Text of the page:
• One palliative care doctor for every 1,300 patients with a serious illness in the U.S.
  • One oncologist for every 145 patients with a new cancer diagnosis
  • One cardiologist for every 71 heart attack victims
  • The American Academy of Hospice and Palliative Medicine Workforce Task Force estimates that there is shortage of as many as 18,000 palliative care doctors in the U.S.
Source: Center to Advance Palliative Care.

The cast of characters on the ward today is not atypical. Statistically, most patients on the ward will die here; a minority will improve enough to enable them to depart, usually to their homes, a nursing home or other health care facility. For all of them, the goal of the staff is to provide care that best accords with their wishes, whether that be an end to life-prolonging efforts, relief from the symptoms that are afflicting them, or some combination of the two.

The New York law passed last year ensures that everyone in the state with “advanced life limiting conditions or illnesses who might benefit from palliative care” not only be informed of these services by their healthcare provider but that the provider facilitate access to that care if they desire it. Violations are subject to fines of up to $10,000 and a prison term of up to a year. (According to the state health department, no one has yet been charged or prosecuted under the law.)

“That was a major step,” says Amber Jones, a consultant on palliative care in New York. “It shone a light on the need patients and families have for information.”

This year, legislatures in several other states are considering their own palliative care legislation at least partly modeled after the New York law. Those states include Rhode Island, New Hampshire, Connecticut, Vermont, Massachusetts, Arkansas and Michigan.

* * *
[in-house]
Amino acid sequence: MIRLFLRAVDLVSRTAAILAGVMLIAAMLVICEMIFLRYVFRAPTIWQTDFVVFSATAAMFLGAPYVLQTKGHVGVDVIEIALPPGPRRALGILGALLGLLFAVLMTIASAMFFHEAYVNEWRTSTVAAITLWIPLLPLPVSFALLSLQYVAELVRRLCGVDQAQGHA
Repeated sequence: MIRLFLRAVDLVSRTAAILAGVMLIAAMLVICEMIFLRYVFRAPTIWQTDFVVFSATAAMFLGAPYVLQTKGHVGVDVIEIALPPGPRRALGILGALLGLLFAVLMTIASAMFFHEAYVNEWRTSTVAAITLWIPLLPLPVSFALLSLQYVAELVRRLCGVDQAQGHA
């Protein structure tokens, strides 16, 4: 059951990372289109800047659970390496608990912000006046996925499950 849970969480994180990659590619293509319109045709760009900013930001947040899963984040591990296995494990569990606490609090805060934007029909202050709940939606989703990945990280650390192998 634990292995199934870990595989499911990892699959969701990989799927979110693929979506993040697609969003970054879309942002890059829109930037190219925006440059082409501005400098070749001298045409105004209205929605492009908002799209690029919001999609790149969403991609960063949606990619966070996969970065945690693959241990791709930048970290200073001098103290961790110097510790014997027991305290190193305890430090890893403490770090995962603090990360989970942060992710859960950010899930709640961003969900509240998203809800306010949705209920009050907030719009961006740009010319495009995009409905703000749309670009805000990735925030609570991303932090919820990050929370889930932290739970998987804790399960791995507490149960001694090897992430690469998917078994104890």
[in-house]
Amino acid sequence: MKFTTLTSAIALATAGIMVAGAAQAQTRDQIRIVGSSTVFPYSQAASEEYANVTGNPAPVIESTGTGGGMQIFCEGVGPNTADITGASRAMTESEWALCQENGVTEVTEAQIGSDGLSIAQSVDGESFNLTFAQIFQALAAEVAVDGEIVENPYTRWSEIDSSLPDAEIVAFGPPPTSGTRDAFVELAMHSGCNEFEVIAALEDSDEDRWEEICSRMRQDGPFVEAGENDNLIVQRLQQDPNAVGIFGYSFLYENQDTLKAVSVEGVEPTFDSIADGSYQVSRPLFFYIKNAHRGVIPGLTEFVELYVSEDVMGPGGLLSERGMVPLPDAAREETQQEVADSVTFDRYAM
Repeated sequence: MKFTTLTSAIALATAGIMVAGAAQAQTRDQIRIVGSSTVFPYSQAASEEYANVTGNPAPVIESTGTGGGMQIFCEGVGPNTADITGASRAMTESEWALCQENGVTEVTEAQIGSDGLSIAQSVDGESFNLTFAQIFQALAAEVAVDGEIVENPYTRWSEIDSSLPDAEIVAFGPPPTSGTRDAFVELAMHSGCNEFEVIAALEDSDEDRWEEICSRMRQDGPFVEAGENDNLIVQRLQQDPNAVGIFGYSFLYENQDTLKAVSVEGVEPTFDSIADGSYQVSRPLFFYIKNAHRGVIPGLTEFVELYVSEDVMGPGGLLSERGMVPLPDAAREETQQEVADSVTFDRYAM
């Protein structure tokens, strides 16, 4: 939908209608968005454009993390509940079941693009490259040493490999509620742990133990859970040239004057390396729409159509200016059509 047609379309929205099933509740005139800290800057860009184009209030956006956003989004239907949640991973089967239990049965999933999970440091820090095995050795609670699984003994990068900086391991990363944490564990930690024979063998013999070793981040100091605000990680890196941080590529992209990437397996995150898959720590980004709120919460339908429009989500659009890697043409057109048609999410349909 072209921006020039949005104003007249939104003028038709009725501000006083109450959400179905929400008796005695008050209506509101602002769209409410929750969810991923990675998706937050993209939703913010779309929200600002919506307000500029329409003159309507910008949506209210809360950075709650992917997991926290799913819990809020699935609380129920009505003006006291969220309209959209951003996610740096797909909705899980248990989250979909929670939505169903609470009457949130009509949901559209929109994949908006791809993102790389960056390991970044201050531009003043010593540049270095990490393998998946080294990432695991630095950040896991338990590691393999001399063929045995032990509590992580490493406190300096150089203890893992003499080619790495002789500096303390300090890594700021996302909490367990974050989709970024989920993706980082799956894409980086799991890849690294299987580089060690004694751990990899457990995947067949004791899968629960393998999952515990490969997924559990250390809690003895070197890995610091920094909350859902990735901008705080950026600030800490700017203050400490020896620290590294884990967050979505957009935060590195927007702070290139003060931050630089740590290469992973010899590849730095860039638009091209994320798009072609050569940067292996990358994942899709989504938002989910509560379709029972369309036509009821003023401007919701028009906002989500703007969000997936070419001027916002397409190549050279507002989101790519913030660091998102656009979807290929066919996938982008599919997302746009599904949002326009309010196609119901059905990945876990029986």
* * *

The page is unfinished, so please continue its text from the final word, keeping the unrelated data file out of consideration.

Even as legislation advances, there remains widespread confusion about what palliative care is. “There is a misunderstanding among the public that palliative care means end of life care,” says Jay Horton, director of the Palliative Care Consult Service at the Lilian and Benjamin Hertzberg Palliative Care Institute at Mount Sinai. “Many clinicians have the same view.” But the view is not accurate.

Palliative care provides an added layer of support for seriously ill persons and their families.  It is delivered alongside all other disease treatments, in an effort to ease the suffering caused by both the disease and its treatment. Palliative care is always part of the treatment for someone in hospice care, that is, someone with a short prognosis who wants to forego further disease intervention.

But palliative care is also appropriate for many others with serious or chronic illnesses, such as leukemia, lymphoma (which is cured in a significant number of patients), heart failure, emphysema, renal failure, and dementia (with which people can live for years.)  One common misconception about palliative care is that it is mutually exclusive with treatment for the underlying disease, that it only comes into play when all hope of cure is gone. That is not the case. “Just because you are undergoing palliative care doesn’t mean you are giving up on other treatment,” Horton says.

Discussing Options

Practitioners are quick to point out that palliative care, as it is practiced today, entails far more than the relieving of symptoms….

 

March 22, 2013 - Posted by | Consumer Health |